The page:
Adrenaline coursed through my veins as the door swung shut behind me. I tore into the envelope, hands shaking, fumbling through the reports to the one labeled MR-TMJ.
Reason for Exam: assessment of disc displacement.
Technique: T1 and T2-weighted. Sagittal and coronal images were obtained with the mouth in closed and open position.
Findings: In the right TM joint with the mouth in closed position, there is anterior disc displacement. There is also a deformity of the disc in the right TM joint. In the open position, the displaced disc is reduced. There is slight limitation in the range of motion in the right TM joint. A deformity is identified in the right mandibular condyle which appears to bend forward. This finding raises the question of a possible old injury in the right mandibular condyle.
In the left TM joint with the mouth in closed position, there is also anterior displacement of the disc. This is best appreciated on the sagittal image #11. In the open position, the displaced disc of the left TM joint is reduced. There is a slight limitation in the range of motion in the left TM joint. No focal bone abnormality is identified in the left TM joint.
- In both TM joints with the mouth in closed position, there is anterior disc displacement. Associated mild medial or mild lateral disc displacement cannot be entirely ruled out.
- In the open position, the displaced discs in both TM joints are reduced.
- There is a deformity noted in the disc of the right TM joint which is best appreciated on the images obtained with the mouth in closed position. No deformity is identified in the disc of the left TM joint.
- There is some limitation in the range of motion in both TM joints.
- A deformity is identified in the right mandibular condyle which may be developmental in nature or may be the result of an old healed fracture. Clinical correlation is recommended. No bone abnormalities are present in the left TM joint.
N_______ P_________, MD
I squealed. I jumped. I hooted and hollered and called everyone I knew. I am so excited. There is a problem, so I can fix it; well, Dr. Stack can fix it.
This is an issue I can’t tackle on my own, thus I did not fail. I cannot correct what I am not able to correct (an equivalence if I ever wrote one). No amount of mobility work, no degree of compliance to the perfect diet, no dedication to technique and strength could have solved this problem. I am not a failure. I cannot fix myself.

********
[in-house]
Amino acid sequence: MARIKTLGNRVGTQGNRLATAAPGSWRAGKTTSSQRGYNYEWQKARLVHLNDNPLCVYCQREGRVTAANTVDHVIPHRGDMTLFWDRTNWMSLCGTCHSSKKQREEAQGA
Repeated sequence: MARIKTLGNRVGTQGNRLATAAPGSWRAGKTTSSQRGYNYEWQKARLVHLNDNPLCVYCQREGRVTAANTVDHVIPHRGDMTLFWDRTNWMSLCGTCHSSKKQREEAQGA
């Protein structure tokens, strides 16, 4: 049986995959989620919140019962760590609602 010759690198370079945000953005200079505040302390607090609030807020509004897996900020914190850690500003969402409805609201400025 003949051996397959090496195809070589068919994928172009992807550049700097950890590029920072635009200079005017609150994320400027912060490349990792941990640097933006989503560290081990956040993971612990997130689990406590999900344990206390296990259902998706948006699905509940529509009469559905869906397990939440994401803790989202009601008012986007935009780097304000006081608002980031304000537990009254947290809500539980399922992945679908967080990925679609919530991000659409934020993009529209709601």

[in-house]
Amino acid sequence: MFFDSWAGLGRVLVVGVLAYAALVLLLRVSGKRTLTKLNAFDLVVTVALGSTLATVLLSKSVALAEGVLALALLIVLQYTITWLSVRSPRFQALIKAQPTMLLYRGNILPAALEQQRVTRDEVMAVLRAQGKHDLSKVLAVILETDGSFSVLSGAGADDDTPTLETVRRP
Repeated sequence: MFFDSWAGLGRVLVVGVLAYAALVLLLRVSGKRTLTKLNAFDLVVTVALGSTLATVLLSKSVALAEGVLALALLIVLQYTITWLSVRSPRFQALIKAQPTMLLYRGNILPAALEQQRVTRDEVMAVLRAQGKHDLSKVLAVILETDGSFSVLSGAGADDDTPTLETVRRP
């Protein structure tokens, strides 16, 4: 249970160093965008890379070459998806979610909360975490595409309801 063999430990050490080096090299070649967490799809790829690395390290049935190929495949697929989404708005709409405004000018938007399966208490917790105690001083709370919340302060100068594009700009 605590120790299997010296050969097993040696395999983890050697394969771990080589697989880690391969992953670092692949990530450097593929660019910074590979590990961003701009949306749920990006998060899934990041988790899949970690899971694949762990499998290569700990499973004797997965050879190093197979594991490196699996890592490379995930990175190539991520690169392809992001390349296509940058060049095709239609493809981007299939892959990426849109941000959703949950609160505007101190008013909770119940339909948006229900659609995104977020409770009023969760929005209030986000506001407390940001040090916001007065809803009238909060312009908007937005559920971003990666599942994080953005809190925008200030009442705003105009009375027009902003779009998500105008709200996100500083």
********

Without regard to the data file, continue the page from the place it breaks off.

A huge weight is lifted.
The feeling reminded me of when I received a perfect semester’s worth of grades. 22 credits and a 4.0. It was the culmination of prolonged effort built from a rare period of inherent trust in the process of perseverance, a careful construction of hope from a painstaking application of confidence in myself, in the subjects at hand, and in the order of the world as set forth by God.
Why this diagnosis and that report card elicit the same unabashed joy is woven within the writings of this record as well as those written and half-remembered parts to which you, dear Reader, do not have access. It is based upon the transient certainty that some things in life actually do make sense. Some things in life actually do work out. And those some things are the things which are tackled head on, repeatedly, as one insane.
As one afire with the conviction that the world is a logical world.
The grades signified achievement. This diagnosis signifies hope. Achievement, hope: these I must cultivate with deliberate practice. It is a deliberate practice characterized by relentless adherence to proper technique, tireless application of strength, intelligent pursuit of understanding, and the carving of my very soul into a channel of grace.
This is why I must study. This is why I must practice. For this is how I must live.
The diagnosis offers me a chance to do all of this in a more perfect way. Treatment promises proper alignment, relief from ghostly aches. I can imagine a day where, halfway through, I do not need to take a three hour nap. I now have the ability to imagine the perfect snatch, a balanced pullup, with me as the performer. I can plan my study schedule without fear of nodding off. My life as I strive to make it is now mine to make.
We have our crosses to bear. Mine, so small, so light, weighed heavy on my frail shoulders. I strive to be like Christ above all; but also, now that I have hope and help for my own burdens, I can look to Simon of Cyrene and his example. As I grow stronger, I can shoulder my load and another’s as well, when they cry for help.
The world is full of possibilities, and now they are mine to grasp.